Russell Westbrook is headed for a summer of reckoning. Three straight triple-double seasons have been followed by three straight first-round playoff exits. This latest 4-1 defeat by the Blazers did not show many signs of progress, and, thanks to Damian Lillard, even cast his weaknesses in starker relief. Westbrook’s jumper has rarely looked worse; he shot a catastrophic 36 percent from the floor in the series. His bounce isn’t quite what it used to be, either; he managed just 46 percent at the rim. It’d be idiotic to write off a player with the incredible tools Westbrook still has, but the Thunder star does need to adapt in meaningful ways as he transitions into his late career. Something has got to give, and Russell Westbrook is not exactly the most yielding substance.
There may be hope yet, sort of. Westbrook apparently just gave a 17-minute exit interview, which ESPN’s Thunder beat man Royce Young described as “thoughtful and candid about a number of things, including the way he plays and his reputation.” It’d be fascinating to see that transcript in full, but for now, Young has shared some bits and pieces.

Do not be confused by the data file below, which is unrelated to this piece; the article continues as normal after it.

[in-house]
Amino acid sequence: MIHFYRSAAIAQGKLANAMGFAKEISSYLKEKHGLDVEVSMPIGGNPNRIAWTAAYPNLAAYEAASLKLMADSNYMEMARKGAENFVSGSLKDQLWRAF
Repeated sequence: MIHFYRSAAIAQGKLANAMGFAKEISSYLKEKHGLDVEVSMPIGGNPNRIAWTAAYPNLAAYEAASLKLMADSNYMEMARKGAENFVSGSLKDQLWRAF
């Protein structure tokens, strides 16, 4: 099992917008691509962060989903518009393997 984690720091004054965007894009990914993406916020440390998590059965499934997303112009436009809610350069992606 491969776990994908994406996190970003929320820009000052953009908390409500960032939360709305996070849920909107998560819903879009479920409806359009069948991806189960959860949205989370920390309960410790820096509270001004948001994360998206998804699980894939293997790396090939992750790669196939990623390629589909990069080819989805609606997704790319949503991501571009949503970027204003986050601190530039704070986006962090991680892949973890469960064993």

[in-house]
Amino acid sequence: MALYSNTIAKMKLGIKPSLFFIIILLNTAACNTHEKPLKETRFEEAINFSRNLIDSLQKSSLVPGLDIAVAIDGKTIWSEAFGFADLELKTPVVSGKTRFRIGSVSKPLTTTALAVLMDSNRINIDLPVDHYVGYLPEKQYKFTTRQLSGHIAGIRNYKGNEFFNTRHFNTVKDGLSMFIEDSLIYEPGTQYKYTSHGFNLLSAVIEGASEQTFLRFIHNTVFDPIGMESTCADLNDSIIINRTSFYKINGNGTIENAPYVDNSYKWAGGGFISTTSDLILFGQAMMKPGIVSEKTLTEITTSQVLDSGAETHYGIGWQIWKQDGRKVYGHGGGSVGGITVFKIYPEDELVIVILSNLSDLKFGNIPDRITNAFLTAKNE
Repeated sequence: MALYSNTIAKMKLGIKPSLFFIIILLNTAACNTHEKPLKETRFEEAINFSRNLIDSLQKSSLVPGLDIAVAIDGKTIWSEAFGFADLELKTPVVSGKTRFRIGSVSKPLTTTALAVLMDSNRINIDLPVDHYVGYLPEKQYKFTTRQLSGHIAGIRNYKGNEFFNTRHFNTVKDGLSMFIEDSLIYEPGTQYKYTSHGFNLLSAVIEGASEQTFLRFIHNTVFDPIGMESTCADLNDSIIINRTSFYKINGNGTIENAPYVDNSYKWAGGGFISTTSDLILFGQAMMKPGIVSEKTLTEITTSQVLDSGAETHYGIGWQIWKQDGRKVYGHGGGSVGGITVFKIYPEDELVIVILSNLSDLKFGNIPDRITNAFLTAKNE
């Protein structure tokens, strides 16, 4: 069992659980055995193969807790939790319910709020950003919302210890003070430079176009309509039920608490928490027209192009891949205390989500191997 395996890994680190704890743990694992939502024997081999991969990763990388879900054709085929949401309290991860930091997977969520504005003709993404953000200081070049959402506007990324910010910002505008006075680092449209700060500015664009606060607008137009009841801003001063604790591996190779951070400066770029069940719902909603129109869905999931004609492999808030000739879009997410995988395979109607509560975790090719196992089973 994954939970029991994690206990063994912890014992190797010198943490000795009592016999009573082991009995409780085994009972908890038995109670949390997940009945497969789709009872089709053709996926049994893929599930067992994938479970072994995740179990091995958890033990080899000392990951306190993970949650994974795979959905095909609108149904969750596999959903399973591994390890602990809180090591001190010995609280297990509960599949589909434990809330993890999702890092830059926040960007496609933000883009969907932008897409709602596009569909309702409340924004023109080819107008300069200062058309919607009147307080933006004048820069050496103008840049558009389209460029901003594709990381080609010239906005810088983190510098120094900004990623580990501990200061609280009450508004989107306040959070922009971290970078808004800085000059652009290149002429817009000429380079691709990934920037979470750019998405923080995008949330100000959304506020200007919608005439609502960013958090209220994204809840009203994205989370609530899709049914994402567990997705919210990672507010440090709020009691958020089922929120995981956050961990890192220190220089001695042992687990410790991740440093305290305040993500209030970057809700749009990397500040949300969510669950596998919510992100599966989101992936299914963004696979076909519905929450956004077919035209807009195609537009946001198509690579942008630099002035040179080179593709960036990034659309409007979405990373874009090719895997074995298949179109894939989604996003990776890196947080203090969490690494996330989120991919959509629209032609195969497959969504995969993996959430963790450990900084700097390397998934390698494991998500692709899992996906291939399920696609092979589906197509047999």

Westbrook has softened up on at least one front: he apparently ended his moratorium on questions from Oklahoman columnist Berry Tramel, answering this humdinger about triple-doubles.
The Blazers regularly sagged way off Westbrook in the half-court, inviting him to shoot his shot. He often did, and, outside of a single game, failed to make them pay. Here’s the extent of his thought process in that scenario.
Then there’s this bit about how he copes with criticism.
And this bit about how he copes with criticism:
And this answer about his plans for improvement outside of jump-shooting, which ends up being about how he copes with criticism.
The wounds are still fresh, and he hasn’t had much time to digest what just happened, and it’s probably hard to give astute answers to a press you openly disdain, and maybe the best chunks of the interview are yet to come, but ... this doesn’t yet inspire a ton of hope. Fittingly, these quotes are aggravating in almost the exact same way Westbrook’s game can be aggravating: gestures towards honest self-reflection are never too far away from another rim-clanking reference to the “haters.”
Unwavering self-belief and resistance to input are at the very core of being Russell Westbrook. But if just being regular old Russell Westbrook is no longer enough to win meaningful basketball games, then he would be doing himself a disservice by not trying something new.